This is already quite a feat to accomplish, but there’s more to it. For instance how are you going to hit a colossus weak point when it is covered by armor? Figuring this out is going to take some thought, but if you can’t figure it out the mysterious voices in the sky will drop players a hint. Often times it is a cryptic hint, but it is better than nothing. However, later on the hints are almost necessary for just figuring out how to climb up on the colossus. Most of the time outside of the box thinking is what the designers have in mind, but there are other solutions. In one colossus fight against a four-legged giant you can run into an underground shelter to get the colossus in the right position so you can jump on it. Or you can use Agro as a stepping ladder to jump up and grab on to the beast’s leg if you time it right. It’s the player’s choice. There is a problem with the whole Colossus fighting system, the camera. Focusing the camera so you can see the Wanderer and the Colossus is tricky. The auto lock-on function when you press L1 often places the camera in even worse positions than if you manually control it. The end result is being hit unnecessarily because you couldn’t see the colossus winding up until it was too late.


While the gameplay is completely different from Ico, Shadow of the Colossus incorporates the atmospheric spirit that Ico had. Take the soundtrack for example. It is mostly soft natural noise while you’re exploring the world. It isn’t until you enter into a fight with a colossus until it changes to a more epic theme. The world itself is already also beautiful designed. Instead of being cluttered with scenery, it only has necessary paths and vast open fields. Even the colossi have an organic feel to them. They look like totem statues with tribal tattoos instead of vicious beasts. Even the hair on the colossi looks realistic and free flowing. Shadow of the Colossus manages to be artistic and technically impressive at the same time. There is a small price to pay for this, occasional slowdown.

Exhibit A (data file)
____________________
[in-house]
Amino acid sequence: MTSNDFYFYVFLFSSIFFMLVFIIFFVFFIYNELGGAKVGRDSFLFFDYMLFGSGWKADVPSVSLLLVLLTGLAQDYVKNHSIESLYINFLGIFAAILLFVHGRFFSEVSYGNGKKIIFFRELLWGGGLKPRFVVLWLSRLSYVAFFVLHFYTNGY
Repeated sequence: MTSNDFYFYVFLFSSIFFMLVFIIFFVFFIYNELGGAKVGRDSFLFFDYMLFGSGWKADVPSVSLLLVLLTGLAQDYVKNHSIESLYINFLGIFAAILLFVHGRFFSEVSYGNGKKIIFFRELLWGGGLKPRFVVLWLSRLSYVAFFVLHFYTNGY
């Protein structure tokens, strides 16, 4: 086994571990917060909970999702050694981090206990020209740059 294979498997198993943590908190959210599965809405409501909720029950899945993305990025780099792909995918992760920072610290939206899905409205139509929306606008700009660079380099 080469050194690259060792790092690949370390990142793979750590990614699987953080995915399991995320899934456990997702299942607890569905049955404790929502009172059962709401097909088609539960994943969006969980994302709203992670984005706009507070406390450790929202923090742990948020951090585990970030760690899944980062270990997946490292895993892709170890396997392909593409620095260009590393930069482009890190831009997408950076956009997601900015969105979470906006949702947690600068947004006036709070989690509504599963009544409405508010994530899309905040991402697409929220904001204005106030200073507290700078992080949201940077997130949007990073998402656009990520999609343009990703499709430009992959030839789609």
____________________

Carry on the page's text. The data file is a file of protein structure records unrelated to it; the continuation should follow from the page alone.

The overall experience of Shadow of the Colossus is uniquely captivating. There isn’t a game out in the market like it and in the drought of epic titles Shadow of the Colossus comes out at a perfect time. Even though the experience is over before you know it, Shadow of the Colossus is a must play.


Import Friendly? Literacy Level: 1
Players may get lost if they can’t understand the hints on how to fight the colossus. Since this isn’t critical and the story is subtle this title can be picked up in any language.


US Bound?

Shadow of the Colossus got a US release first and is in stores now.


+ Pros: Revolutionary gameplay that is one part puzzle and one part boss battles.


– Cons: A tad on the short side, even shorter if you use a FAQ.


Overall: Shadow of the Colossus is a brilliant title that takes the best aspects of platforming, puzzle solving and larger than life battles packed into a single epic title.